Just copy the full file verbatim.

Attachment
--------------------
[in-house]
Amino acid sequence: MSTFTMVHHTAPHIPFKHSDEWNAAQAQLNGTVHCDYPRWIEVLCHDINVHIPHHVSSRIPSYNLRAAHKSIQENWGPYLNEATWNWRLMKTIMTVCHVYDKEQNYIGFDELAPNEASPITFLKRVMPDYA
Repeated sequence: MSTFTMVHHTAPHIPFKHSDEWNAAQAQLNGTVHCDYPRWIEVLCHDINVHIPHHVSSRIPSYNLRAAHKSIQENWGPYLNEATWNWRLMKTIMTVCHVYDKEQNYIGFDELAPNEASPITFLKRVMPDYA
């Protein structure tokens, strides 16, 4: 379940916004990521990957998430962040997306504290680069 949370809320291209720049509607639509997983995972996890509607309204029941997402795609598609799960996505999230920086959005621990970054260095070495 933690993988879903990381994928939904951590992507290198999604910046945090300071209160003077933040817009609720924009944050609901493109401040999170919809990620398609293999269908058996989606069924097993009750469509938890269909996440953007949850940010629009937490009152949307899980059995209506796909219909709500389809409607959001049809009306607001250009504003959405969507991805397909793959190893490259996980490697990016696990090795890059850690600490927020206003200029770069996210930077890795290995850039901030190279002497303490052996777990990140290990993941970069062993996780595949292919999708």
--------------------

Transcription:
[in-house]
Amino acid sequence: MSTFTMVHHTAPHIPFKHSDEWNAAQAQLNGTVHCDYPRWIEVLCHDINVHIPHHVSSRIPSYNLRAAHKSIQENWGPYLNEATWNWRLMKTIMTVCHVYDKEQNYIGFDELAPNEASPITFLKRVMPDYA
Repeated sequence: MSTFTMVHHTAPHIPFKHSDEWNAAQAQLNGTVHCDYPRWIEVLCHDINVHIPHHVSSRIPSYNLRAAHKSIQENWGPYLNEATWNWRLMKTIMTVCHVYDKEQNYIGFDELAPNEASPITFLKRVMPDYA
């Protein structure tokens, strides 16, 4: 379940916004990521990957998430962040997306504290680069 949370809320291209720049509607639509997983995972996890509607309204029941997402795609598609799960996505999230920086959005621990970054260095070495 933690993988879903990381994928939904951590992507290198999604910046945090300071209160003077933040817009609720924009944050609901493109401040999170919809990620398609293999269908058996989606069924097993009750469509938890269909996440953007949850940010629009937490009152949307899980059995209506796909219909709500389809409607959001049809009306607001250009504003959405969507991805397909793959190893490259996980490697990016696990090795890059850690600490927020206003200029770069996210930077890795290995850039901030190279002497303490052996777990990140290990993941970069062993996780595949292919999708």